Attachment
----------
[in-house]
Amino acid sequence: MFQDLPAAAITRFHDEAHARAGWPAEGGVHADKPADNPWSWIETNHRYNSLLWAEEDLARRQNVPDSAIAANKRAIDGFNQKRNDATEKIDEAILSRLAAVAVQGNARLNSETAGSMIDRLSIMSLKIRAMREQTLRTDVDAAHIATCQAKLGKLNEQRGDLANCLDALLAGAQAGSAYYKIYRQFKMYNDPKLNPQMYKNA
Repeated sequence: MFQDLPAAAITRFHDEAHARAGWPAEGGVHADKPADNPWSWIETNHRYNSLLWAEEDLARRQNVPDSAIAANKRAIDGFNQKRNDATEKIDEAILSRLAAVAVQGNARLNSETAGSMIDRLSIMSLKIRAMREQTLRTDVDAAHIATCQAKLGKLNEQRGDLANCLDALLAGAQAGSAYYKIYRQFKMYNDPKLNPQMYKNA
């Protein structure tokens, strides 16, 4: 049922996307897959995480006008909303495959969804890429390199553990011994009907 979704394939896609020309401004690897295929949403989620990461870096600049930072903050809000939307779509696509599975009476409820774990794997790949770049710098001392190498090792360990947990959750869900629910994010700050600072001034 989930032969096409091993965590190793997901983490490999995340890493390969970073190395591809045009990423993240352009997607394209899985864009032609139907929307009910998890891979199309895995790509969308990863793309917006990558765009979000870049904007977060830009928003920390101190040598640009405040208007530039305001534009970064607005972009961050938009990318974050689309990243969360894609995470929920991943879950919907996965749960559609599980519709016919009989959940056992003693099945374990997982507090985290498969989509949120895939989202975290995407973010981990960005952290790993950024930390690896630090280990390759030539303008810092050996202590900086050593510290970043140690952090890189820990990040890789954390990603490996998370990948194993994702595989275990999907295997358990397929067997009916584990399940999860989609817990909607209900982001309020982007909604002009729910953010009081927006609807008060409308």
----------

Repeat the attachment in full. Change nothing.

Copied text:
[in-house]
Amino acid sequence: MFQDLPAAAITRFHDEAHARAGWPAEGGVHADKPADNPWSWIETNHRYNSLLWAEEDLARRQNVPDSAIAANKRAIDGFNQKRNDATEKIDEAILSRLAAVAVQGNARLNSETAGSMIDRLSIMSLKIRAMREQTLRTDVDAAHIATCQAKLGKLNEQRGDLANCLDALLAGAQAGSAYYKIYRQFKMYNDPKLNPQMYKNA
Repeated sequence: MFQDLPAAAITRFHDEAHARAGWPAEGGVHADKPADNPWSWIETNHRYNSLLWAEEDLARRQNVPDSAIAANKRAIDGFNQKRNDATEKIDEAILSRLAAVAVQGNARLNSETAGSMIDRLSIMSLKIRAMREQTLRTDVDAAHIATCQAKLGKLNEQRGDLANCLDALLAGAQAGSAYYKIYRQFKMYNDPKLNPQMYKNA
């Protein structure tokens, strides 16, 4: 049922996307897959995480006008909303495959969804890429390199553990011994009907 979704394939896609020309401004690897295929949403989620990461870096600049930072903050809000939307779509696509599975009476409820774990794997790949770049710098001392190498090792360990947990959750869900629910994010700050600072001034 989930032969096409091993965590190793997901983490490999995340890493390969970073190395591809045009990423993240352009997607394209899985864009032609139907929307009910998890891979199309895995790509969308990863793309917006990558765009979000870049904007977060830009928003920390101190040598640009405040208007530039305001534009970064607005972009961050938009990318974050689309990243969360894609995470929920991943879950919907996965749960559609599980519709016919009989959940056992003693099945374990997982507090985290498969989509949120895939989202975290995407973010981990960005952290790993950024930390690896630090280990390759030539303008810092050996202590900086050593510290970043140690952090890189820990990040890789954390990603490996998370990948194993994702595989275990999907295997358990397929067997009916584990399940999860989609817990909607209900982001309020982007909604002009729910953010009081927006609807008060409308």